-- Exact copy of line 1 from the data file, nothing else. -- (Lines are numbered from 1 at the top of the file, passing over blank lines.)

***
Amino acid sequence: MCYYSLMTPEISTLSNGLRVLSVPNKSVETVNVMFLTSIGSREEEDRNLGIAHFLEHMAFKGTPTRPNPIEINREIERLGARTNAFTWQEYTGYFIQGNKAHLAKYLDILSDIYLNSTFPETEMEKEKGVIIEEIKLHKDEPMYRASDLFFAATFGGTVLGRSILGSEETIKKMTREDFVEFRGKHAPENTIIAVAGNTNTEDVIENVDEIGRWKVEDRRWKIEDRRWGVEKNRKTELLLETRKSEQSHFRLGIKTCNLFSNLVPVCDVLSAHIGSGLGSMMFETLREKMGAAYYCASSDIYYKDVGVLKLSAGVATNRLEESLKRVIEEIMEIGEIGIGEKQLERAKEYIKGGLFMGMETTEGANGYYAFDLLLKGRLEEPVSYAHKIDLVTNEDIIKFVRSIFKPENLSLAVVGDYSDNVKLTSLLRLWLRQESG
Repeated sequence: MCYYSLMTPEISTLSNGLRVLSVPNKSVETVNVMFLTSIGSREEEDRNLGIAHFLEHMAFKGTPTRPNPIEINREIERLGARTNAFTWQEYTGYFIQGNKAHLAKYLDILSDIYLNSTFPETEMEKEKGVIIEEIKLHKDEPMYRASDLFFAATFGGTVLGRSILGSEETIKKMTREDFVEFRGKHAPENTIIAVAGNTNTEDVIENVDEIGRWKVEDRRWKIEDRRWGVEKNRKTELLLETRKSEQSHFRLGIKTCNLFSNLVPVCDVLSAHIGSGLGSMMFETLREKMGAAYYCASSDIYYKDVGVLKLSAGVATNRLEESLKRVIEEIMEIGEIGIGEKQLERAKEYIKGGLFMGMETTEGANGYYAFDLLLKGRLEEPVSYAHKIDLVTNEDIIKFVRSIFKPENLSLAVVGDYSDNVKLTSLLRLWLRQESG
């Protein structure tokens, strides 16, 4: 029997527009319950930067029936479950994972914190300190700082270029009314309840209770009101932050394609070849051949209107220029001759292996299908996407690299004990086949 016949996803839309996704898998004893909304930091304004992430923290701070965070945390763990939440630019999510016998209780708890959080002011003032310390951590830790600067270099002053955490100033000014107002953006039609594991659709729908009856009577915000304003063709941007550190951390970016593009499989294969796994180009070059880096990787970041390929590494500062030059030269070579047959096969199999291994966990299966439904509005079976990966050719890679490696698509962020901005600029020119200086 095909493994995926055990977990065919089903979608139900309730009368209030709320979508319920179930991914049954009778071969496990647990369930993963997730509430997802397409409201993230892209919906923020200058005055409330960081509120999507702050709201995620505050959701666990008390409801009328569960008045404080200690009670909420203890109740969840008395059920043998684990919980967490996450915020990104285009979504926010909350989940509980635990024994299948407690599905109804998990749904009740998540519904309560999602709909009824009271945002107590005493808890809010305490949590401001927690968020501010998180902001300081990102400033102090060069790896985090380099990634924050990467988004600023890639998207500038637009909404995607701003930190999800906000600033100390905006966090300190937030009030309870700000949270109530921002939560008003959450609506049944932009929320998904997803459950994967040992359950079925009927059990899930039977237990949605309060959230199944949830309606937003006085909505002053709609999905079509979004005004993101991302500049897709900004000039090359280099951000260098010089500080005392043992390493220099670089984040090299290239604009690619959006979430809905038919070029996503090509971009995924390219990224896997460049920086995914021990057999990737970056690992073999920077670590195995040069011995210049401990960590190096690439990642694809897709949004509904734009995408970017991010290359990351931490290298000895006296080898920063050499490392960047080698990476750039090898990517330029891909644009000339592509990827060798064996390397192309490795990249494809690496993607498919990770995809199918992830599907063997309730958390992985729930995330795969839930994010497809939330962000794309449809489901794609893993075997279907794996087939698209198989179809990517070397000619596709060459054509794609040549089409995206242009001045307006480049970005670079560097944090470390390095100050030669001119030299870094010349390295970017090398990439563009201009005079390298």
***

Amino acid sequence: MCYYSLMTPEISTLSNGLRVLSVPNKSVETVNVMFLTSIGSREEEDRNLGIAHFLEHMAFKGTPTRPNPIEINREIERLGARTNAFTWQEYTGYFIQGNKAHLAKYLDILSDIYLNSTFPETEMEKEKGVIIEEIKLHKDEPMYRASDLFFAATFGGTVLGRSILGSEETIKKMTREDFVEFRGKHAPENTIIAVAGNTNTEDVIENVDEIGRWKVEDRRWKIEDRRWGVEKNRKTELLLETRKSEQSHFRLGIKTCNLFSNLVPVCDVLSAHIGSGLGSMMFETLREKMGAAYYCASSDIYYKDVGVLKLSAGVATNRLEESLKRVIEEIMEIGEIGIGEKQLERAKEYIKGGLFMGMETTEGANGYYAFDLLLKGRLEEPVSYAHKIDLVTNEDIIKFVRSIFKPENLSLAVVGDYSDNVKLTSLLRLWLRQESG